Here are some profiles of Letters In The Mail from The New York Times and USA Today. Here’s Stephen Elliott talking about it on the CBS Morning Show with Charlie Rose.


We’re hungry for more writing from Rumpus readers, so we’re now accepting submissions for our next Readers Report!

This time, we want you to tackle the theme “Missed Connections.”

Please send your submissions, maximum 400 words, to Susan Clements, silentjoy2001 AT yahoo.com. We’ll choose the best ones to run as a feature on the site.

All submissions are due by midnight on Thursday, April 10th.

Join Us!

The Rumpus is looking for volunteers:

If you like to write: we need 3 volunteer bloggers to help out with the Rumpus blog on an ongoing basis, and one SF-based blogger to carry on the Notable San Francisco torch.

Send a brief email with relevant experience and a sample Rumpus blog post tomarisa@therumpus.net.

If you like to read: we need volunteers to read Weekly Rumpus fiction submissions. Email marisa@therumpus.net with relevant experience and the title of your favorite short story for more info.

Sign up for The Rumpus Book Report, a monthly newsletter edited by Books Editor Brian Hurley with Poetry Editor Brian Spears. The Book Report will give you a summary of all the book coverage that month on The Rumpus. Free!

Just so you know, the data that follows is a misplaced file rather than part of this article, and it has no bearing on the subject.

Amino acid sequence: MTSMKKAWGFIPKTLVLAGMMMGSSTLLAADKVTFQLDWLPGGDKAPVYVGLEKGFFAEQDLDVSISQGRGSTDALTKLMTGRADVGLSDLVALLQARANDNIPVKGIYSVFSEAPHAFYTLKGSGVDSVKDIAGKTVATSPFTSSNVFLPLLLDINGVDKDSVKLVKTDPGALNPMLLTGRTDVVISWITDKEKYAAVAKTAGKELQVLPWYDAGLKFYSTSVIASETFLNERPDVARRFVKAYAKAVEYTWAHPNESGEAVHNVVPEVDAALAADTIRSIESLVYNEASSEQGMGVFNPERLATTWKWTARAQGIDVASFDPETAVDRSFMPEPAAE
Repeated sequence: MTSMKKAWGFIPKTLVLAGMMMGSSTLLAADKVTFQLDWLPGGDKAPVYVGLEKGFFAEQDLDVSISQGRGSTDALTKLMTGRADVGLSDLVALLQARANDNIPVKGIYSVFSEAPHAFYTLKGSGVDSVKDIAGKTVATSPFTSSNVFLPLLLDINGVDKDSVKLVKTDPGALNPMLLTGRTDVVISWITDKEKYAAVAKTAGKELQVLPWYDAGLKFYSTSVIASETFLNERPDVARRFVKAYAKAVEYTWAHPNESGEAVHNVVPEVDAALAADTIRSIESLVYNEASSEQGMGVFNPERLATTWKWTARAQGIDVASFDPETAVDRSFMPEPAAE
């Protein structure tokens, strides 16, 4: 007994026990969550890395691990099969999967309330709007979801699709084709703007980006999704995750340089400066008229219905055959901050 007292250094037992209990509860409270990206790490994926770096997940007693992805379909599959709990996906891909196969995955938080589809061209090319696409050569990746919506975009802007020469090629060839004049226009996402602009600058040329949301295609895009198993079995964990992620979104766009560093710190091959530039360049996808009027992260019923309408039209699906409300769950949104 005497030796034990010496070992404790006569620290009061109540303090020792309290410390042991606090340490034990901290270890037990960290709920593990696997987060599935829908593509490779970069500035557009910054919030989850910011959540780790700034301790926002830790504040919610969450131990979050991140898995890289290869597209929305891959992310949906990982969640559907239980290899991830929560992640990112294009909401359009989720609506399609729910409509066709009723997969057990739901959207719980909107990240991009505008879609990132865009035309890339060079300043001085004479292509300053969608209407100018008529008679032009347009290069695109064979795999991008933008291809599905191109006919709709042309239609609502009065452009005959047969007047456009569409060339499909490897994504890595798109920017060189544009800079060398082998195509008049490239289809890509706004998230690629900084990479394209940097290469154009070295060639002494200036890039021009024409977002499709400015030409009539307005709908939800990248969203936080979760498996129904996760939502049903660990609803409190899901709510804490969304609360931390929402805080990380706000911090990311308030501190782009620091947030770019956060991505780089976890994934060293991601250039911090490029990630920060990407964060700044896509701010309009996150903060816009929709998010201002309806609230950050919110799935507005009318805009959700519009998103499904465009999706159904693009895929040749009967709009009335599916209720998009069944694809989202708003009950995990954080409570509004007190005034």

Episode 9 of Make/Work is the second of a sub-series where host Scott Pinkmountain interviews couples in which both partners are artists, addressing some of the unique issues that may arise in those relationships and talking about the challenges and benefits of building a life with someone who’s also engaged in a creative pursuit.

This week, Scott talks with musician Jon Bernson and actor/director Jennifer Welch. Bernson performs mainly with his groups THEMAYS and Exray’s and Welch runs the Tides Theater, located in the heart of Downtown San Francisco’s theater district.

In Episode 8 of Make/Work, host Scott Pinkmountain talks with painter and critical writer Nora Griffin. A lifelong New Yorker, Griffin is the daughter of animated filmmaker George Griffin and grew up surrounded by artists.

She speaks about what it was like being raised in a loft that was half-home, half-film studio, and how it was almost inevitable that she become an artist.

For better or worse, I’ve always felt like [being an artist] is doable… Art is almost a language. The way other parents teach their children Spanish, I was taught the language of art.